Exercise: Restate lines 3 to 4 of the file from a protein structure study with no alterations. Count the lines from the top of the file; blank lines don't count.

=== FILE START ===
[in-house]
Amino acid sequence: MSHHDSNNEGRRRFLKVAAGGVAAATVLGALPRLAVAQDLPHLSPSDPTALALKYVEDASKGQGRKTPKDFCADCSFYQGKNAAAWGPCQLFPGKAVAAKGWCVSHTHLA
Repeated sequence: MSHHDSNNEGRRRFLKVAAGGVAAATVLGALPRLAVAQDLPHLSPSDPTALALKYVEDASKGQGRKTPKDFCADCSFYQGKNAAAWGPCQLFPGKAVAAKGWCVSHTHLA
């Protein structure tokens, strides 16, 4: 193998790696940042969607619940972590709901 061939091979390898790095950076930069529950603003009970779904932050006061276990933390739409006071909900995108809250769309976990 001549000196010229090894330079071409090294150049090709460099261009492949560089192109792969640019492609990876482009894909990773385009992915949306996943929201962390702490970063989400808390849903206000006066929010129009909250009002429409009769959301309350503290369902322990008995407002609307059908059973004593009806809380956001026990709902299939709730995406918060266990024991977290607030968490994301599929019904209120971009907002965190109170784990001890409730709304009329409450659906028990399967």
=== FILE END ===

Repeated sequence: MSHHDSNNEGRRRFLKVAAGGVAAATVLGALPRLAVAQDLPHLSPSDPTALALKYVEDASKGQGRKTPKDFCADCSFYQGKNAAAWGPCQLFPGKAVAAKGWCVSHTHLA
């Protein structure tokens, strides 16, 4: 193998790696940042969607619940972590709901 061939091979390898790095950076930069529950603003009970779904932050006061276990933390739409006071909900995108809250769309976990 001549000196010229090894330079071409090294150049090709460099261009492949560089192109792969640019492609990876482009894909990773385009992915949306996943929201962390702490970063989400808390849903206000006066929010129009909250009002429409009769959301309350503290369902322990008995407002609307059908059973004593009806809380956001026990709902299939709730995406918060266990024991977290607030968490994301599929019904209120971009907002965190109170784990001890409730709304009329409450659906028990399967």